Questions & Answers:


[Operator instructions] We'll take a question from Jon Tanwanteng of CJS Securities.

Jon Tanwanteng -- CJS Securities -- Analyst

Hi, all. Good morning, and thank you for taking my question. Kevin, congrats on the appointment. My first question is actually for you.

I wanted to circle back on the depreciation item you and Olivia mentioned earlier in the call. Is that clearly an accounting change with no cash impact? And furthermore, on an apples-to-apples basis, what would have your adjusted EPS or net income have been compared to prior periods if that was a consistent item?

Kevin Krumm -- Executive Vice President and Chief Financial Officer

Yeah. It's an accounting change, I can answer that. Thank you, Jon. And it is also a noncash impact, so it doesn't affect our adjusted cash.

I referenced it earlier. So it had a $0.02 impact on us by removing it in the quarter.

Jim Lillie -- Co-Board of Director

So Jon, that would have been 37 versus the 35.

Jon Tanwanteng -- CJS Securities -- Analyst

OK. Great. Thanks for that color. And then more broadly, I was wondering if you guys could comment on the M&A environment.

My understanding is that one of your peers, Service Logic, traded between private equity for a pretty big premium. You obviously have a record for acquiring smaller assets in the mid-single digit EBITDA, Chubb and SK in the low teens. Can you help us understand how you're able to increase deals at substantially lower multiples for these assets, especially given the current environment and what private equities pay for these things these days.

Jim Lillie -- Co-Board of Director

Yeah. So Jon, I mean -- well, first, I would start by saying that we did take a slight pause in our kind of our bolt-on M&A strategy As we went through all the financing activities associated with Chubb. That was a very -- that was very thoughtful on decision on our part and something that we felt was the most prudent thing for the business. But we have a very robust pipeline of opportunities that we're continuing to evaluate.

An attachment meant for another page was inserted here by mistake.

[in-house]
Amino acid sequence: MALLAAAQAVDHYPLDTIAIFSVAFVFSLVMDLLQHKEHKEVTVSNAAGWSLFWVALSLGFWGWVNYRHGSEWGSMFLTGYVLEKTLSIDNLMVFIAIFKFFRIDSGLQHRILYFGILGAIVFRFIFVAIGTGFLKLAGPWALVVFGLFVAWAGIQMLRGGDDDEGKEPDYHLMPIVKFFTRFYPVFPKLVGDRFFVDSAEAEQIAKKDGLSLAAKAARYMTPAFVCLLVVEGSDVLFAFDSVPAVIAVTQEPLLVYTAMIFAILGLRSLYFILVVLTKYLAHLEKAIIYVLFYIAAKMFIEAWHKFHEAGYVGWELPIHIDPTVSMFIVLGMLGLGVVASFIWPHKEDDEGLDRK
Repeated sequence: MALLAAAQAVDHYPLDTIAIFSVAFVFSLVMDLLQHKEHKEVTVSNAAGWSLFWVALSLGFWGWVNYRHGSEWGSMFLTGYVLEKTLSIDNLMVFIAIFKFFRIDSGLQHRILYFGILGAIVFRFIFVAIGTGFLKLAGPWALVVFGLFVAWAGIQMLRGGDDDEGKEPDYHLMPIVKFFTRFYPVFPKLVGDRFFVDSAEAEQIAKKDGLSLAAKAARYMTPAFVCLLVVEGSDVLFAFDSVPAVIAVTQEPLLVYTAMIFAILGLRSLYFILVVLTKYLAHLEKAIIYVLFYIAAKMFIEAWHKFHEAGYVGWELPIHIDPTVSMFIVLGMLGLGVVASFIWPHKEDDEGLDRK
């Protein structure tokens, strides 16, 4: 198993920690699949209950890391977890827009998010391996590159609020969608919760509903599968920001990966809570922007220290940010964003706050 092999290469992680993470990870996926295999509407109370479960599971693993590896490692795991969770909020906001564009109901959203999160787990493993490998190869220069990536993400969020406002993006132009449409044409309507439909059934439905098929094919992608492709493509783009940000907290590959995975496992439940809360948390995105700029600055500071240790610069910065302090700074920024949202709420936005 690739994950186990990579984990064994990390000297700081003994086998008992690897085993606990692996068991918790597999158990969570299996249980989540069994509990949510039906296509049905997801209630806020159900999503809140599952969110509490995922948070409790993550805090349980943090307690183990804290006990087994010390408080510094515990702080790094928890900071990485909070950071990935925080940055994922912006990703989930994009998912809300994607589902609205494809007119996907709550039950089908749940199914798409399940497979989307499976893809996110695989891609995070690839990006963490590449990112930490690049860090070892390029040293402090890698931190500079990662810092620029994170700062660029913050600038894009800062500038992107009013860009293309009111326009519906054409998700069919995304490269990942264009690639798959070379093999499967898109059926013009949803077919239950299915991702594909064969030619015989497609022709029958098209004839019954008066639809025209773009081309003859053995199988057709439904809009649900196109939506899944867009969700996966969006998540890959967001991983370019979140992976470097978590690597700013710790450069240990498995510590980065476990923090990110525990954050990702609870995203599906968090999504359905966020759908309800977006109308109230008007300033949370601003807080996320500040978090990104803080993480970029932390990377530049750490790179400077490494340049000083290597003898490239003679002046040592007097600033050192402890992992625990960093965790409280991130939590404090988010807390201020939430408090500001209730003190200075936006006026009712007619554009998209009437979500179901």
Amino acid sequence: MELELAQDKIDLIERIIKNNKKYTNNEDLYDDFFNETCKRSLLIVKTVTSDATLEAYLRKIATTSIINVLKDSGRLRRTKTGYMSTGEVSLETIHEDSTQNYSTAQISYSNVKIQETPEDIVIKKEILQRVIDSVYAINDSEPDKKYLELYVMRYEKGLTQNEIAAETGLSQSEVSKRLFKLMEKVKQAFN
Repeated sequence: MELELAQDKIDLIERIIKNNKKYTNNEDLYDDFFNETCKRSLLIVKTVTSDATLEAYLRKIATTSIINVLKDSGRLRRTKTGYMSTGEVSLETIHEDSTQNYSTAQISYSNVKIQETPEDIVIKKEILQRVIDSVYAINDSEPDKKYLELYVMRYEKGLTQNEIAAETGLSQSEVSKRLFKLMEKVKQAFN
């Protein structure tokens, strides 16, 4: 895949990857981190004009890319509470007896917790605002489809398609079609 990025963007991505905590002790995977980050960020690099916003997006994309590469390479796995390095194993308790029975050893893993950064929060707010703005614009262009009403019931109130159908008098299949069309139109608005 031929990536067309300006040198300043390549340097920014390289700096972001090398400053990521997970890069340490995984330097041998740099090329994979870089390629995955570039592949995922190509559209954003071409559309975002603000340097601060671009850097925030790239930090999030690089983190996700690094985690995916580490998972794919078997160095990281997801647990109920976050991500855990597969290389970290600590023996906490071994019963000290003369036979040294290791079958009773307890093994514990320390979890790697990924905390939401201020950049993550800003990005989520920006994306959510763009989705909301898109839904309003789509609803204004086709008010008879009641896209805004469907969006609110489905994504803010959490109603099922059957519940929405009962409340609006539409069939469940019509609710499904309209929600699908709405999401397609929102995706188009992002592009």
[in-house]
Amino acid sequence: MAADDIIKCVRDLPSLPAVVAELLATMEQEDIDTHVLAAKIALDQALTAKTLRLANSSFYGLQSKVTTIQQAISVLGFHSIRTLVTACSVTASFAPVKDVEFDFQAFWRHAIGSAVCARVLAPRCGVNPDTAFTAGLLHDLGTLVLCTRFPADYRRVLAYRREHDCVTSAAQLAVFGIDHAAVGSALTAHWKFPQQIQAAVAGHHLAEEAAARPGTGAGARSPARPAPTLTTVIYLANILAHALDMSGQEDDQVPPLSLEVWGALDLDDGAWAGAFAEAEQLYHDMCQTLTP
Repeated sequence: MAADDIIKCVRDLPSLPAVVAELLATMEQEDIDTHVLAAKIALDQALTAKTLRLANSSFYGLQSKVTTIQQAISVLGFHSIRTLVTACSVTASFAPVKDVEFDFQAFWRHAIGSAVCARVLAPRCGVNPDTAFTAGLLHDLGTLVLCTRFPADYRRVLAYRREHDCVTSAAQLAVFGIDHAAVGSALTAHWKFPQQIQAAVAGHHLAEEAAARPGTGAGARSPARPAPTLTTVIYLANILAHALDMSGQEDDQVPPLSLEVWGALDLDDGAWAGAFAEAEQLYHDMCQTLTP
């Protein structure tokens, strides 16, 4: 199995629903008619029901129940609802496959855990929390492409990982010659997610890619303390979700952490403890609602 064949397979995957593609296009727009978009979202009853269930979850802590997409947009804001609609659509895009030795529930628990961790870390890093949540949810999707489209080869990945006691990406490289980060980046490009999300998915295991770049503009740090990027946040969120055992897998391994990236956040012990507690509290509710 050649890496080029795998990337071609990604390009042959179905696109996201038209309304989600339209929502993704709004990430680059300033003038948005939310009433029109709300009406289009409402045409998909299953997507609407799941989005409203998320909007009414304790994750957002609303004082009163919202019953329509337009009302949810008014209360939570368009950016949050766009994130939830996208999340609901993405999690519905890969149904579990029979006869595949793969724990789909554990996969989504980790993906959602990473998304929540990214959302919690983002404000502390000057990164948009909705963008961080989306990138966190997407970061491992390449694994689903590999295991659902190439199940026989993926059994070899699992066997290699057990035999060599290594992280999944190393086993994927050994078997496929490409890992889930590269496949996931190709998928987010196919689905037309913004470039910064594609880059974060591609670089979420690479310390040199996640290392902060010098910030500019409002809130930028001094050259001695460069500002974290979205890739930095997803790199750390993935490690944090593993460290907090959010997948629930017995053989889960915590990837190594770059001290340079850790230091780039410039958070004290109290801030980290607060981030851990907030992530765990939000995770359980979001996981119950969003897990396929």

We've sort of restarted the engine. And we still see opportunities in that four to six times range. I would say that the difference for us is that we feel that we have a very compelling story to tell and that we are a very attractive home for many of these smaller, family owned businesses that are looking to sell their company and sell their company not only to help them with the long-term exit but also find the right place for their employees. And so we like our story and we still see the opportunities for us to acquire businesses in that four to seven times range.

Martin Franklin -- Co-Board of Director

I'd also add -- this is Martin. You're right, that we've been seeing some of the larger transactions, particularly in the United States, going in the high teens and almost to the mid-20s of EBITDA multiple. We're clearly not going to play in that space. But it's -- in terms of comparative value, it validates, I think, our thesis and our discipline in looking for opportunities that can be scaled like Chubb, where we're in a unique position as a buyer and we feel we can get value at multiples that I think are much more palatable than some of the deals that are going on in this environment.

So we're going to stay disciplined, but there are definitely opportunities out there in the tuck-in world with, the original formula that APi successfully executed, but it does encourage us in terms of what the comparative multiples should be over time for us as a larger public company.

Jon Tanwanteng -- CJS Securities -- Analyst